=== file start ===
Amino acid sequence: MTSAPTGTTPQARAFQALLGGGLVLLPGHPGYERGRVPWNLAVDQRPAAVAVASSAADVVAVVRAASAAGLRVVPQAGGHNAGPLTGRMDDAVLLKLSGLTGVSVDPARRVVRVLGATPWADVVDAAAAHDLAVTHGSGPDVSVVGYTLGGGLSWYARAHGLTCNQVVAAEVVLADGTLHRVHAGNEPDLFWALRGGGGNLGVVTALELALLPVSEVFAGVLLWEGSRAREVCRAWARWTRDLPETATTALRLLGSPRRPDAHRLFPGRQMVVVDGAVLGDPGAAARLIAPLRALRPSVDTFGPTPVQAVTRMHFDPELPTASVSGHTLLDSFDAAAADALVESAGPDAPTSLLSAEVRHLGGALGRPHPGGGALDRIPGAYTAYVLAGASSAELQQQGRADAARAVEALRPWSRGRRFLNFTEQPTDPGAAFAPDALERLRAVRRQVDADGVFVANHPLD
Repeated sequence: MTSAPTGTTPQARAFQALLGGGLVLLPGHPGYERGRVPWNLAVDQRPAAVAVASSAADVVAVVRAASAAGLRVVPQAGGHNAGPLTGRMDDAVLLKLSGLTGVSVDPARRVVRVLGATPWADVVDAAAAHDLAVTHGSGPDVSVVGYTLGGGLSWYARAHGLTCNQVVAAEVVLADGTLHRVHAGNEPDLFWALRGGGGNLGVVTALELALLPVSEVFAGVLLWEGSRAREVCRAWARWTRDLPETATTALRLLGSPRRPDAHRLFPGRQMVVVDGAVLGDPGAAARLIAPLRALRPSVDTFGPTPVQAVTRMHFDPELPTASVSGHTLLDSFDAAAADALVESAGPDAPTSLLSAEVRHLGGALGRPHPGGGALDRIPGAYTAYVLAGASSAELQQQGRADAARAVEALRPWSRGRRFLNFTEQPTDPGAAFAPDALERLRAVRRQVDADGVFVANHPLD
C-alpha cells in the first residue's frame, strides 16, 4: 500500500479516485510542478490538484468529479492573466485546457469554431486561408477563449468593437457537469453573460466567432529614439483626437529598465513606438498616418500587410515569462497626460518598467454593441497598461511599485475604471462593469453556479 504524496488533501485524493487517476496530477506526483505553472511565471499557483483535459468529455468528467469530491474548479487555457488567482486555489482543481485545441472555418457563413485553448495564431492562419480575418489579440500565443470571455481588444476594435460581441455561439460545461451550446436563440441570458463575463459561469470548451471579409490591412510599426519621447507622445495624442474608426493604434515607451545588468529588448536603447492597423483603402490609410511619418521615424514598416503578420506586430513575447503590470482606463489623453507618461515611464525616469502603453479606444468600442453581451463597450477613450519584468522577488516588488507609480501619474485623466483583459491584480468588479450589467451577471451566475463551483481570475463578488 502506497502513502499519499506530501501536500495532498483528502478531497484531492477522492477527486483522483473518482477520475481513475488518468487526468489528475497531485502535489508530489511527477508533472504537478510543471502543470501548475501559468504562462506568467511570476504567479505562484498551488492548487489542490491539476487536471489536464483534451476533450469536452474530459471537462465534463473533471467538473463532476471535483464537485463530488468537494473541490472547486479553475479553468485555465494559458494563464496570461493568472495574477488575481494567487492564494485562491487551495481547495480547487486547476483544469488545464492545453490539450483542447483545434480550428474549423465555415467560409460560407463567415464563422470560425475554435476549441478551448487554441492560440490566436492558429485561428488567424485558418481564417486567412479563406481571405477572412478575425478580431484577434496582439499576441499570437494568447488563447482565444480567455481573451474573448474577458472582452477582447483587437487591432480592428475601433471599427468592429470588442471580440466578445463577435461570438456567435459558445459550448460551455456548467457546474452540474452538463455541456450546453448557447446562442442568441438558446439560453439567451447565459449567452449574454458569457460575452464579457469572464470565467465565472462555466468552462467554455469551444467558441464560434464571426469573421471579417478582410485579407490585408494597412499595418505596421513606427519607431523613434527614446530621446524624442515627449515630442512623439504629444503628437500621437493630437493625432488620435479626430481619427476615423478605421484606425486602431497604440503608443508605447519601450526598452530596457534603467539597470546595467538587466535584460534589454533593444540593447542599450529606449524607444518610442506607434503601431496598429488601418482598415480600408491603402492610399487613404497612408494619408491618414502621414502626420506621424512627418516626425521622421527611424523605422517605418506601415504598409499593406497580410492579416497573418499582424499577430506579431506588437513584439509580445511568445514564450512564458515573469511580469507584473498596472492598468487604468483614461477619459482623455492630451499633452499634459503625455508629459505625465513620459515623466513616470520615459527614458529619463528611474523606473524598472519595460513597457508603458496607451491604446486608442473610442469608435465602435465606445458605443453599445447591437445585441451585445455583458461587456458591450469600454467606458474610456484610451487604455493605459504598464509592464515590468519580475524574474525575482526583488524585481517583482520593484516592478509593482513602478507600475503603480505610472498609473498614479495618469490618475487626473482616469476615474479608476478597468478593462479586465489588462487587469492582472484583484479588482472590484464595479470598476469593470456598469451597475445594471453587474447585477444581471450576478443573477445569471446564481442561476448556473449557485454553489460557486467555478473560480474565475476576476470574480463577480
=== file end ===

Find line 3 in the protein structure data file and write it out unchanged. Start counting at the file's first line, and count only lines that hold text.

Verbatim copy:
C-alpha cells in the first residue's frame, strides 16, 4: 500500500479516485510542478490538484468529479492573466485546457469554431486561408477563449468593437457537469453573460466567432529614439483626437529598465513606438498616418500587410515569462497626460518598467454593441497598461511599485475604471462593469453556479 504524496488533501485524493487517476496530477506526483505553472511565471499557483483535459468529455468528467469530491474548479487555457488567482486555489482543481485545441472555418457563413485553448495564431492562419480575418489579440500565443470571455481588444476594435460581441455561439460545461451550446436563440441570458463575463459561469470548451471579409490591412510599426519621447507622445495624442474608426493604434515607451545588468529588448536603447492597423483603402490609410511619418521615424514598416503578420506586430513575447503590470482606463489623453507618461515611464525616469502603453479606444468600442453581451463597450477613450519584468522577488516588488507609480501619474485623466483583459491584480468588479450589467451577471451566475463551483481570475463578488 502506497502513502499519499506530501501536500495532498483528502478531497484531492477522492477527486483522483473518482477520475481513475488518468487526468489528475497531485502535489508530489511527477508533472504537478510543471502543470501548475501559468504562462506568467511570476504567479505562484498551488492548487489542490491539476487536471489536464483534451476533450469536452474530459471537462465534463473533471467538473463532476471535483464537485463530488468537494473541490472547486479553475479553468485555465494559458494563464496570461493568472495574477488575481494567487492564494485562491487551495481547495480547487486547476483544469488545464492545453490539450483542447483545434480550428474549423465555415467560409460560407463567415464563422470560425475554435476549441478551448487554441492560440490566436492558429485561428488567424485558418481564417486567412479563406481571405477572412478575425478580431484577434496582439499576441499570437494568447488563447482565444480567455481573451474573448474577458472582452477582447483587437487591432480592428475601433471599427468592429470588442471580440466578445463577435461570438456567435459558445459550448460551455456548467457546474452540474452538463455541456450546453448557447446562442442568441438558446439560453439567451447565459449567452449574454458569457460575452464579457469572464470565467465565472462555466468552462467554455469551444467558441464560434464571426469573421471579417478582410485579407490585408494597412499595418505596421513606427519607431523613434527614446530621446524624442515627449515630442512623439504629444503628437500621437493630437493625432488620435479626430481619427476615423478605421484606425486602431497604440503608443508605447519601450526598452530596457534603467539597470546595467538587466535584460534589454533593444540593447542599450529606449524607444518610442506607434503601431496598429488601418482598415480600408491603402492610399487613404497612408494619408491618414502621414502626420506621424512627418516626425521622421527611424523605422517605418506601415504598409499593406497580410492579416497573418499582424499577430506579431506588437513584439509580445511568445514564450512564458515573469511580469507584473498596472492598468487604468483614461477619459482623455492630451499633452499634459503625455508629459505625465513620459515623466513616470520615459527614458529619463528611474523606473524598472519595460513597457508603458496607451491604446486608442473610442469608435465602435465606445458605443453599445447591437445585441451585445455583458461587456458591450469600454467606458474610456484610451487604455493605459504598464509592464515590468519580475524574474525575482526583488524585481517583482520593484516592478509593482513602478507600475503603480505610472498609473498614479495618469490618475487626473482616469476615474479608476478597468478593462479586465489588462487587469492582472484583484479588482472590484464595479470598476469593470456598469451597475445594471453587474447585477444581471450576478443573477445569471446564481442561476448556473449557485454553489460557486467555478473560480474565475476576476470574480463577480